Meanwhile, James tries to explain to John why he needs to be quiet even if the horse is making noise. John’s about to start crying when James points out a herd of deer. They use the cover of tall grass and James takes aim, instructing John to put his finger on the trigger and pull. The deer goes down and John’s made his first kill.
The deer’s large enough to feed the family for a week. James places some of its blood on John’s cheeks and says, “You took a life to give us life so now we say thank you.” John does as told and thanks the dead deer.
Shea’s at the Dutton camp when James and John return with their fresh kill. Shea explains their situation and that he needs everyone – including James – to follow his orders without question. James points out he questioned the decision to go east and now Shea’s decided they will go west as he suggested. James says he’ll always put his family first and reminds Shea he doesn’t work for him.
When Shea says he’s going to let James go first and he’ll follow with the group in three days, James immediately disagrees. He tells Shea to go first and says he’ll follow with the herd. Shea agrees and it’s apparent from how quickly he changed his mind that this was always his plan.
James initially offered Shea some of the deer but changes his mind. Shea leaves camp without sharing a meal with the Duttons.
Elsa watches her mother herd the cattle and suddenly understands she’s not just a mother, she’s a powerful woman in her own right.
Night falls and Josef (Marc Rissmann) attempts to calm the group. They’re upset that Shea’s booting members of the group from the caravan and mistakenly believe they don’t really need Shea and Thomas’ help anymore.
Shea walks up and challenges the group to come and take the horses and his guns. He then has the troublemaker step away from the group and prepare for a duel. Of course Shea’s a faster draw, but he doesn’t pull the trigger.
Shea recalls a battle during the war in which he fired so many rounds that his rifle’s barrel melted. He switched to his pistol, then his sword, and ultimately killed his enemies with his boots and bare hands. “We killed 5,000 men that day. When I say killing you means nothing to me, I mean it,” says Shea in a quiet, controlled voice.
Shea walks a short distance away and reminds the man he promised to kill him if he ever saw him again. This will be his only opportunity to make a liar out of him. The family he booted out must leave immediately.
Before he retires, Shea instructs the immigrants to boil as much water as they can. It will be scarce from now on.
Shea joins Thomas at the campfire and says they’ll need to keep Noemi’s wagon at the front of the group. He believes the people he’s kicked out will round up men in Fort Worth to come after them.
Thomas and Shea agree Shea should have just shot them.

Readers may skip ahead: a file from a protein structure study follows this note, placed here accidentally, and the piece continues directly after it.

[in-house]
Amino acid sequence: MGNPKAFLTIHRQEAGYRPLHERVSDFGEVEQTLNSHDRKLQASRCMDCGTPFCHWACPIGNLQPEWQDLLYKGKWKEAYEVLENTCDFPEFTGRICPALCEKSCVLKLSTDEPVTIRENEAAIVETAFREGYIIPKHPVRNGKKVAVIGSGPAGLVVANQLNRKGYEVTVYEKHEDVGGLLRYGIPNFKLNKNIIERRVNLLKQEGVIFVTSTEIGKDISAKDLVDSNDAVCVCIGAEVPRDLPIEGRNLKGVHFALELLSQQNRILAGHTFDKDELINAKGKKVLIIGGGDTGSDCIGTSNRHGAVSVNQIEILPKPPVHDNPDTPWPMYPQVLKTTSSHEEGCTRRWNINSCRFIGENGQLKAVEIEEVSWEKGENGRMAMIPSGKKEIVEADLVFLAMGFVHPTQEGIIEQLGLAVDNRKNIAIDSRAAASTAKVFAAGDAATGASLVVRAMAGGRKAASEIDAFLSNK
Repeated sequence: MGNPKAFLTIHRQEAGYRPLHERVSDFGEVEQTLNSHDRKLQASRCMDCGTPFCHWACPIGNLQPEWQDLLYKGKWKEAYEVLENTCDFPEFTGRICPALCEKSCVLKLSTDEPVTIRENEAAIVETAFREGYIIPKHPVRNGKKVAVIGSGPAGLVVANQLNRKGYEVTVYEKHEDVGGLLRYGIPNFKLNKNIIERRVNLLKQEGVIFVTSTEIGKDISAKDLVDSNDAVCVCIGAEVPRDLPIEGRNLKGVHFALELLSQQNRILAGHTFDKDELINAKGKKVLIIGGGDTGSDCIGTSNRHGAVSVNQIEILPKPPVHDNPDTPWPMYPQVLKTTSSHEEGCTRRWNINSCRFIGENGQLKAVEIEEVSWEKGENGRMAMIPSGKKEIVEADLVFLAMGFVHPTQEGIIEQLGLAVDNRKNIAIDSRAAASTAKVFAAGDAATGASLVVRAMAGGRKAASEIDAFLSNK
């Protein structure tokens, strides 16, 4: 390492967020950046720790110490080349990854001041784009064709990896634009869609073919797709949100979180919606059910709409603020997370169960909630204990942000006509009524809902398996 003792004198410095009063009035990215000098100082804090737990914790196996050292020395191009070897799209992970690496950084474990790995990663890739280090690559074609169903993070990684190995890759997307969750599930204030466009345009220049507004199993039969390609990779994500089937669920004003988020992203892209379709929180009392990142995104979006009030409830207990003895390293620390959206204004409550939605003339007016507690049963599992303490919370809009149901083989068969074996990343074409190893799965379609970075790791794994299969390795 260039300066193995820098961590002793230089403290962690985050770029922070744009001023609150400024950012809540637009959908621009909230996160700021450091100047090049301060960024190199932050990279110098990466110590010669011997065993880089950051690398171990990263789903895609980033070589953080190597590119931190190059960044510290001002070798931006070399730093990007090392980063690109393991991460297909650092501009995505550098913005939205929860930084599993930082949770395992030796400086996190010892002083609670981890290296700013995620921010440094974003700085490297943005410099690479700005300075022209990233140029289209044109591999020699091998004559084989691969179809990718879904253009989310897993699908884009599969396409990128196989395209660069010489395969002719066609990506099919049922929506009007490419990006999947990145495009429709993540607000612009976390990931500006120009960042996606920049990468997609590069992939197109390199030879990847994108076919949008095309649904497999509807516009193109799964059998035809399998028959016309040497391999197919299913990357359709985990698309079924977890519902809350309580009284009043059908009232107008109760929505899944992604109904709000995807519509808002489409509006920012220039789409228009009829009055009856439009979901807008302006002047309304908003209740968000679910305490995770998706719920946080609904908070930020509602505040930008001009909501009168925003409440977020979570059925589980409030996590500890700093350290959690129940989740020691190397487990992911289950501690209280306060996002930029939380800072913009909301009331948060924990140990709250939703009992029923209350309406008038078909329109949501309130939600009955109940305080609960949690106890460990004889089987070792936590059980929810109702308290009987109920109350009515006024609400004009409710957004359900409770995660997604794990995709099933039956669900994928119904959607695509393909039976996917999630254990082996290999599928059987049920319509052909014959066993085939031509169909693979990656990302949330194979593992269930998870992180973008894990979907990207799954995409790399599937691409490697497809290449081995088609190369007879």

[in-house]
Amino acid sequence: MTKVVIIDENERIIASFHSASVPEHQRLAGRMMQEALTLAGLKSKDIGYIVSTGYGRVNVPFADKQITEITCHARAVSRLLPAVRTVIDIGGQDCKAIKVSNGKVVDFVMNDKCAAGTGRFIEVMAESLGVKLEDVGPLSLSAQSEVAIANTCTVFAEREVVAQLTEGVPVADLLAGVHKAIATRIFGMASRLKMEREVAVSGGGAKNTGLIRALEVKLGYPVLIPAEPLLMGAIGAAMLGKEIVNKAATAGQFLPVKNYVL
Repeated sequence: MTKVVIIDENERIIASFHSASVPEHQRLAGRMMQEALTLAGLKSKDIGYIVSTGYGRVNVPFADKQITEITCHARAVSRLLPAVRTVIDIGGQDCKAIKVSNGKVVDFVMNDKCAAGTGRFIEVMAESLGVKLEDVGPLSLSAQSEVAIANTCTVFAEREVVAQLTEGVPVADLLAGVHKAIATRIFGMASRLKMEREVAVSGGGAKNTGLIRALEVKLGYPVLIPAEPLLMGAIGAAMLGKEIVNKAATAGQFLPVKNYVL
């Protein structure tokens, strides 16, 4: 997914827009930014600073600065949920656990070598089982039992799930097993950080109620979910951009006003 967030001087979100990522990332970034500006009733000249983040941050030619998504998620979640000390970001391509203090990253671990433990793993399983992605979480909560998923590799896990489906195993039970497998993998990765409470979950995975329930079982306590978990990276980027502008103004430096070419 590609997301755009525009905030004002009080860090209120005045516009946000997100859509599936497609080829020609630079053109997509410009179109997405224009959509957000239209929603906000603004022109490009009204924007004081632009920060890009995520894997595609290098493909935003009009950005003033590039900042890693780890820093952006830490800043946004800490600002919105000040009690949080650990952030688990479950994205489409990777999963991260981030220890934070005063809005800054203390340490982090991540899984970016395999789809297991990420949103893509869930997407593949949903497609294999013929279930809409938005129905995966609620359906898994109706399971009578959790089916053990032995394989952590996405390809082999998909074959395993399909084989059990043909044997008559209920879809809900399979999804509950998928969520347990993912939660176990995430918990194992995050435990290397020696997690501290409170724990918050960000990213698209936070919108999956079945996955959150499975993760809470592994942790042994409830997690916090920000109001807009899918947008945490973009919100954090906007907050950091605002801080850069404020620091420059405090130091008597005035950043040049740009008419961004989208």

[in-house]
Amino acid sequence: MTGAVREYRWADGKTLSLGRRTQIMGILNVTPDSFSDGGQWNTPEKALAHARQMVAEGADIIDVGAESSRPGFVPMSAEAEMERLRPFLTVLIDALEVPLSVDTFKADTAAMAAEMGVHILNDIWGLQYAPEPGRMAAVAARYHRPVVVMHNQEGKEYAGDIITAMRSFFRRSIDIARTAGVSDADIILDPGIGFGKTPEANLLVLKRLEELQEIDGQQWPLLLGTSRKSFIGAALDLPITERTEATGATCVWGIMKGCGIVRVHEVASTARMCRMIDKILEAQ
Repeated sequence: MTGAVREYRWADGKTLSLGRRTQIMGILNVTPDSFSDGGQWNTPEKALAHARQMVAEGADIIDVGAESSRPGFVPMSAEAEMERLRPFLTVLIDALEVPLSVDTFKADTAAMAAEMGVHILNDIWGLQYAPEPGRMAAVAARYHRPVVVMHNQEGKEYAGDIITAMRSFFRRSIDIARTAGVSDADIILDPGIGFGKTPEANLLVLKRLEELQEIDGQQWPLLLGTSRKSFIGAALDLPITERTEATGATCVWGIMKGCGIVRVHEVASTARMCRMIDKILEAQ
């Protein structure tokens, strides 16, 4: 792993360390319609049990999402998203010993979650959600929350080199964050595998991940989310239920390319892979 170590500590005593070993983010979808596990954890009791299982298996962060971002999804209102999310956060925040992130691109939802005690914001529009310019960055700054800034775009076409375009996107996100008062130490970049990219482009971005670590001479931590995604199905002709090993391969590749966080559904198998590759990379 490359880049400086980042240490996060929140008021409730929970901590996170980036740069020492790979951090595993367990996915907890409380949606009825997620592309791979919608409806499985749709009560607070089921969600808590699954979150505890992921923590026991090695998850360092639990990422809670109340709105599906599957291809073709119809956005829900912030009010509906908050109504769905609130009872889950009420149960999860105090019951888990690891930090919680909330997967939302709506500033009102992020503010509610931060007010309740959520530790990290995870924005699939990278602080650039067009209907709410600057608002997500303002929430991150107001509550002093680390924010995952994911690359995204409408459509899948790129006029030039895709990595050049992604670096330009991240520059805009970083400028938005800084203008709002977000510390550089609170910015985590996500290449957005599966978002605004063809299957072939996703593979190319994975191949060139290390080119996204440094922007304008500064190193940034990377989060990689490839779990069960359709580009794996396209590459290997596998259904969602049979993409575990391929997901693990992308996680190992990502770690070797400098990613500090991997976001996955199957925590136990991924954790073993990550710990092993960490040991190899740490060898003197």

Wade sings as they watch over the herd and Margaret tells Elsa it calms the herd. Ennis thanks the women and suggests they get some sleep. Margaret notices the smiles exchanged between her lovely daughter and the cowboy but doesn’t say anything about it.
Margaret and James share a quiet moment together by the campfire and discuss Elsa. They realize she’s turning into a woman, and Margaret compliments her horsemanship. Margaret tells James that Elsa and Ennis are interested in each other, and James jokes that he’ll shoot Ennis in the morning.
Margaret admits she’s worried it’s not fair there aren’t any gentlemen where they’re heading. James reminds her she didn’t marry a gentleman and she tells him she wouldn’t change a thing. She confesses she wouldn’t mind a big house and James replies, “I’m going to build you a house so big you get lost in it.”
“Deal,” responds Margaret as James gently kisses her forehead.
The following morning the group gets on the move again. Margaret and John are in the wagon while James and Elsa join Ennis and Wade with the herd. James tells Ennis he has permission to court Elsa and Ennis is confused. He’s uncertain what “court” means.
James describes it as talking and going on rides, and Ennis says they’re doing that already. James warns that if Ennis gets handsy or breaks her heart, there will be hell to pay.
Ennis asks James to define handsy and then quickly realizes he picked a rotten time to make a joke. He issues a sincere apology and knows he’s made a serious error in judgment.
In a voice-over Elsa describes the group as being on two journeys. One is full of despair and danger, and the other is full of adventure and wonder. At the present time, she’s on the latter and loving this life. But she adds, “I didn’t know enough to know they would collide. I didn’t know enough to know how cruel and uncaring this world could be.”